Note: The table above is updated before publication with the latest consensus forecasts. However, the text & charts are prepared ahead of time. Therefore there can be discrepancies between the forecasts given in the table above and in the text & charts.
Rates as of 05:00 GMT
Stock markets were relatively indecisive on Friday but not the FX market – FX became noticeably more confident about the recovery as virus cases continued to decline in the West and developed market yield curves continued to bear steepen (long-end yields rising faster than short-end yields, which are being constrained by central banks on hold.) The commodity currencies all gained vs the safe-havens, with CHF for once at the bottom of the league. This is often the pattern when interest rate expectations are rising and real yields rising as well.
Another sign that investors expect the recovery to continue: the prices of industrial materials, such as copper and timber, are rising rapidly. (This may be helped by anticipation of substantial rebuilding in Texas.)
Prices of industrial materials are rising much more rapidly than that of safe-havens such as gold. This is the normal state of affairs when people expect the economy to recover.
Higher interest rates are weighing on gold by making interest-bearing assets more attractive and raising the opportunity cost of holding gold.
One indication of the strength of the commodity currency rally: despite the extension of a Toronto lockdown until March 8th, USD/CAD retested the 1.26 level, which had proved to be solid support back in January.
GBP/USD finally broke through the 1.40 level, much to my amazement. This came despite a big downward surprise in UK retail sales for January (-8.2% mom vs -3.0% expected). The currency had little reaction to that disappointment however as it was tracking the rise in 10yr UK yields. Yields moved even higher in the afternoon, which finally pushed the pair through that nice round number.
Commitments of Traders Report: no change in overall USD position
Speculators kept their overall USD position more or less unchanged for the second consecutive week. Other changes were relatively minor: they increased their JPY and NZD long positions, as well as GBP while decreasing their CHF and CAD long positions. They went further short AUD, although it’s still quite a small position – neutral might be a better way to describe it.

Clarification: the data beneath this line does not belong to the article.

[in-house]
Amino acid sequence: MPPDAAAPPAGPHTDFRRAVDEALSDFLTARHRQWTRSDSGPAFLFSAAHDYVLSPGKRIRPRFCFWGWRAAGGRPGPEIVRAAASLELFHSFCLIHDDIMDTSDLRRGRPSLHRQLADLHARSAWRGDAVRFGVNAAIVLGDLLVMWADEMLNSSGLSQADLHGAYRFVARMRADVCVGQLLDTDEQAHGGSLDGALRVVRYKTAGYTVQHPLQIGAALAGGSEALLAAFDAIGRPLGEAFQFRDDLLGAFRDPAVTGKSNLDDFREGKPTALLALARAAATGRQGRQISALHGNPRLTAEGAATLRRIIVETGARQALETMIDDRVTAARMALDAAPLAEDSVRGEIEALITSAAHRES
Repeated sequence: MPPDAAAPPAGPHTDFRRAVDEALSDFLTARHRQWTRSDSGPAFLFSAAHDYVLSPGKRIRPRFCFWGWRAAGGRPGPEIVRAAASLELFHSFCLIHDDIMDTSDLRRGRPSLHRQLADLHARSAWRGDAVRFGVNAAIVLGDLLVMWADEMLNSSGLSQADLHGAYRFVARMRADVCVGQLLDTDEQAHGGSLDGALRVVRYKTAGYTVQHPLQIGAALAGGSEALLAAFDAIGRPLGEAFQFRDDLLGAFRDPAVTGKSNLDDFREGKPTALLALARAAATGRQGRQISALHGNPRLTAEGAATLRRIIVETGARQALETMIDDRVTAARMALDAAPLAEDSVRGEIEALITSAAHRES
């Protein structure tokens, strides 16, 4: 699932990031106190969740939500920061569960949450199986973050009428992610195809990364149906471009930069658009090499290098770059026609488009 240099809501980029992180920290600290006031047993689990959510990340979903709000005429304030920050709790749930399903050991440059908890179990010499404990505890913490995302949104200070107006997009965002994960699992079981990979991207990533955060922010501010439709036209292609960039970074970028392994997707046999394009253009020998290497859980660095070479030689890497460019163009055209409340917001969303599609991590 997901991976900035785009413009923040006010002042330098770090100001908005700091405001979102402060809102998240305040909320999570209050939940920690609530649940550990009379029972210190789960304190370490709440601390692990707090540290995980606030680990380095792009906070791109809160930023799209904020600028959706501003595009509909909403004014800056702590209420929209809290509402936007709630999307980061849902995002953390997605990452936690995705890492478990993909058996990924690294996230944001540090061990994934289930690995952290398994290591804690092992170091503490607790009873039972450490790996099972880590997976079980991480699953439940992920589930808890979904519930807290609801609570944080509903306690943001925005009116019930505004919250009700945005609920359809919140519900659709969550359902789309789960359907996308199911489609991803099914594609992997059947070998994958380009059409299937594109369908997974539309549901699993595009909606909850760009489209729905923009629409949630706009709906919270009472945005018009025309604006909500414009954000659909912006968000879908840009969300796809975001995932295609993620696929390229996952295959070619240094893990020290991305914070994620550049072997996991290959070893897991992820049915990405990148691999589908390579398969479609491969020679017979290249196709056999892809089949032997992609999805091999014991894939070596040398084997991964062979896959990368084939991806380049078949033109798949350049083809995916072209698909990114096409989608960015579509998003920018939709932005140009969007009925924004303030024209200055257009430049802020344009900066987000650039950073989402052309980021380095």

Hedge funds mirrored these changes, although their levels are somewhat different – they’re substantially long AUD and MXN rather than neutral. Asset managers bought GBP and NZD.
Implied volatility rises
Implied volatility rose for all currency pairs over the last week, particularly NZD/USD and GBP/JPY, and AUD/NZD. USD/NOK is as usual expected to be the most volatile currency pair, followed by NZD/USD and AUD/USD.
Sometime today, UK PM Boorish Johnson will set out his roadmap for exiting lockdown. Lifting the lockdown should allow the economy to gradually warm up from its current “deep freeze,” allowing the “green shoots” of growth to emerge with the spring. (I’m sure there must be an appropriate song from “Frozen” that I could link to, but I don’t know the movie well enough.) According to press reports, Johnson will confirm plans for a return to school on March 8 and will set out the “earliest date” by which certain sectors and activities can resume. The hope is to have much of the economy reopened by the summer. The timetable should give an idea of the likely pace of recovery in the UK.